emissions 101

Emission Control 101 with Mike Montgomery: THE KEYS TO EFFICIENT REGENERATION

Jun 1, 2018, 14:00 PM by Jeff Richards
You probably don’t want a chemistry lesson now any more than you wanted one in high school, but a little chemistry will help you understand the emission system on your Komatsu equipment and why you might be having problems. Emissions regulations are designed to eliminate the particulate matter created by an internal combustion engine—basically soot and NOx, or nitrogen oxides.
“Komatsu uses a process called regeneration in the Diesel Particulate Filter (DPF) to break the soot down into basic carbon molecules that are not harmful to the air. The DPF produces a chemical reaction using a catalyst,” explained Mike Montgomery, trainer for Columbus Equipment Company.
For the process to work, three things must be present: catalyst, soot and heat (480 degrees F or higher). On a Komatsu engine, the heat comes from exhaust, and once the exhaust gets that hot, regeneration happens continuously and automatically. This is referred to as passive regeneration.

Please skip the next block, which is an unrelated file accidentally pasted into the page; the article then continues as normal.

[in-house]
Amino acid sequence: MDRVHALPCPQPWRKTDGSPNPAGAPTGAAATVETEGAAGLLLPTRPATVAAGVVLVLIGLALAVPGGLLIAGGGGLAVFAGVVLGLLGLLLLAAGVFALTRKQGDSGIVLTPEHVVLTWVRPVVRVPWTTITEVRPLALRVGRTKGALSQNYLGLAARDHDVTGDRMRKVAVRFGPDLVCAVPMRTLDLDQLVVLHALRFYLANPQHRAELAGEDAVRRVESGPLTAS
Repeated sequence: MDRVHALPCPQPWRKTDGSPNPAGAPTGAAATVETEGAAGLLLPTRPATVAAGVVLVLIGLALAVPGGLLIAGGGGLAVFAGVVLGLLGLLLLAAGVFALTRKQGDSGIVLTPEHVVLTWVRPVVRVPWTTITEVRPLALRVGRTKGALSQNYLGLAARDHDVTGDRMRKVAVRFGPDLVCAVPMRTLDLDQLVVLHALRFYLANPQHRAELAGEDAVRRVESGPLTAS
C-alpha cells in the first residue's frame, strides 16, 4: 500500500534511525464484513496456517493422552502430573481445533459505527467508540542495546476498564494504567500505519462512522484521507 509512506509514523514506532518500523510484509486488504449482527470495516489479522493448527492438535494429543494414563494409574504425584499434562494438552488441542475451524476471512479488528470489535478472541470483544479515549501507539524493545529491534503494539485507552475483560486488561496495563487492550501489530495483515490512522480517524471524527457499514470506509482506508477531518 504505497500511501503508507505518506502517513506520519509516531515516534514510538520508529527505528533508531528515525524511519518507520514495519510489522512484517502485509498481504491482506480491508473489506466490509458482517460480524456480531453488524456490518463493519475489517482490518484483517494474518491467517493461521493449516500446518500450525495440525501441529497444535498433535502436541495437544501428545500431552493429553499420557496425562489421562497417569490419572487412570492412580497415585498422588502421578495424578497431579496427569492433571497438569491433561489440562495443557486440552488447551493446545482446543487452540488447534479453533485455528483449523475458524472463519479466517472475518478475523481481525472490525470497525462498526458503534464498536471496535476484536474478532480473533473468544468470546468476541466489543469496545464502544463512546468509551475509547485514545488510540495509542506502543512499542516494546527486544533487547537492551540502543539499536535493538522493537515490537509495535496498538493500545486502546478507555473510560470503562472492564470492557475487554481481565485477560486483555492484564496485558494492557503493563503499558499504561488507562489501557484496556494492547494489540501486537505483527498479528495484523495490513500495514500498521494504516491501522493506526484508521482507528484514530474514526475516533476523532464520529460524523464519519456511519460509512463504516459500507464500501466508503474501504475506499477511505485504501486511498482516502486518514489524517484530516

The machine can also perform active regeneration by adding fuel to the process to increase the heat and accelerate catalyzing the soot. A Komatsu will go into active regen mode when soot buildup in the DPF filter reaches a certain point. The machine also has an internal clock and it will perform active regeneration after 24 to 26 hours of operation.
However, machines used in light-duty applications may not achieve a 480-degree heat point, so the required level of passive regen will not be performed. In these situations, the machine will actively regenerate more often. Small problems like a mass air flow sensor screen that’s blocked or a leak in the boost line may also cause the machine to perform active regen more often. Fixing these small problems usually fixes the issue of excessive active regeneration, Montgomery said.
Whatever your application—light or heavy—it’s important to understand the machine will regen most efficiently when it is working, or in the proper idle position. The “proper idle position” is achieved in a wheeled machine with the park brake on, and no throttle … and with lock levers in the locked position, and fuel dial at minimum in a track machine. Bottom line: Efficient regeneration results in longer DPF life, and more efficient operation.
In future issues, Mike will review proper idle position and DEF storage protocols.
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